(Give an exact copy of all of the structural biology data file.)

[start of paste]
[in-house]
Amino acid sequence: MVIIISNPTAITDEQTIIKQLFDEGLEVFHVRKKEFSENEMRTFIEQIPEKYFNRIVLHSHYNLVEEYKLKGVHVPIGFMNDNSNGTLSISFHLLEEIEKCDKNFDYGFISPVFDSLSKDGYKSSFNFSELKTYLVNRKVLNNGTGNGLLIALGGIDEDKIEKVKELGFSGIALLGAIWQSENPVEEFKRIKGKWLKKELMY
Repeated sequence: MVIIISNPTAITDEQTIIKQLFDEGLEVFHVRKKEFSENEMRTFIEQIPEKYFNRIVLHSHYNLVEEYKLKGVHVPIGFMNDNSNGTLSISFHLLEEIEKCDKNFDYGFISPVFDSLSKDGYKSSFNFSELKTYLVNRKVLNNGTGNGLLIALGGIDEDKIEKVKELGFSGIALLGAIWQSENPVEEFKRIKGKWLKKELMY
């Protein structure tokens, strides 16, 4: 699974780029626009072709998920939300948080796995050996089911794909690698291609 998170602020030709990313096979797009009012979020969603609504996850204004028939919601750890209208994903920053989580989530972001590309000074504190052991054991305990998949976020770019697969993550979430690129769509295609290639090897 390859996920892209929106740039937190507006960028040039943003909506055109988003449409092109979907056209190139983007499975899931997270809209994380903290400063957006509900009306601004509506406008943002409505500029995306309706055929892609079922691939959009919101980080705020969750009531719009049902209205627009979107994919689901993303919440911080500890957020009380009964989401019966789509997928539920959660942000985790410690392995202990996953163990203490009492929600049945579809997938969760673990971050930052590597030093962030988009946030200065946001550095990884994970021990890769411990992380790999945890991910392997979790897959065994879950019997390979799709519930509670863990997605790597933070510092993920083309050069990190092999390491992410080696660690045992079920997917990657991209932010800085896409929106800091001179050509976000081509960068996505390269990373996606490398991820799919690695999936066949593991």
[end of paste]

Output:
[in-house]
Amino acid sequence: MVIIISNPTAITDEQTIIKQLFDEGLEVFHVRKKEFSENEMRTFIEQIPEKYFNRIVLHSHYNLVEEYKLKGVHVPIGFMNDNSNGTLSISFHLLEEIEKCDKNFDYGFISPVFDSLSKDGYKSSFNFSELKTYLVNRKVLNNGTGNGLLIALGGIDEDKIEKVKELGFSGIALLGAIWQSENPVEEFKRIKGKWLKKELMY
Repeated sequence: MVIIISNPTAITDEQTIIKQLFDEGLEVFHVRKKEFSENEMRTFIEQIPEKYFNRIVLHSHYNLVEEYKLKGVHVPIGFMNDNSNGTLSISFHLLEEIEKCDKNFDYGFISPVFDSLSKDGYKSSFNFSELKTYLVNRKVLNNGTGNGLLIALGGIDEDKIEKVKELGFSGIALLGAIWQSENPVEEFKRIKGKWLKKELMY
């Protein structure tokens, strides 16, 4: 699974780029626009072709998920939300948080796995050996089911794909690698291609 998170602020030709990313096979797009009012979020969603609504996850204004028939919601750890209208994903920053989580989530972001590309000074504190052991054991305990998949976020770019697969993550979430690129769509295609290639090897 390859996920892209929106740039937190507006960028040039943003909506055109988003449409092109979907056209190139983007499975899931997270809209994380903290400063957006509900009306601004509506406008943002409505500029995306309706055929892609079922691939959009919101980080705020969750009531719009049902209205627009979107994919689901993303919440911080500890957020009380009964989401019966789509997928539920959660942000985790410690392995202990996953163990203490009492929600049945579809997938969760673990971050930052590597030093962030988009946030200065946001550095990884994970021990890769411990992380790999945890991910392997979790897959065994879950019997390979799709519930509670863990997605790597933070510092993920083309050069990190092999390491992410080696660690045992079920997917990657991209932010800085896409929106800091001179050509976000081509960068996505390269990373996606490398991820799919690695999936066949593991």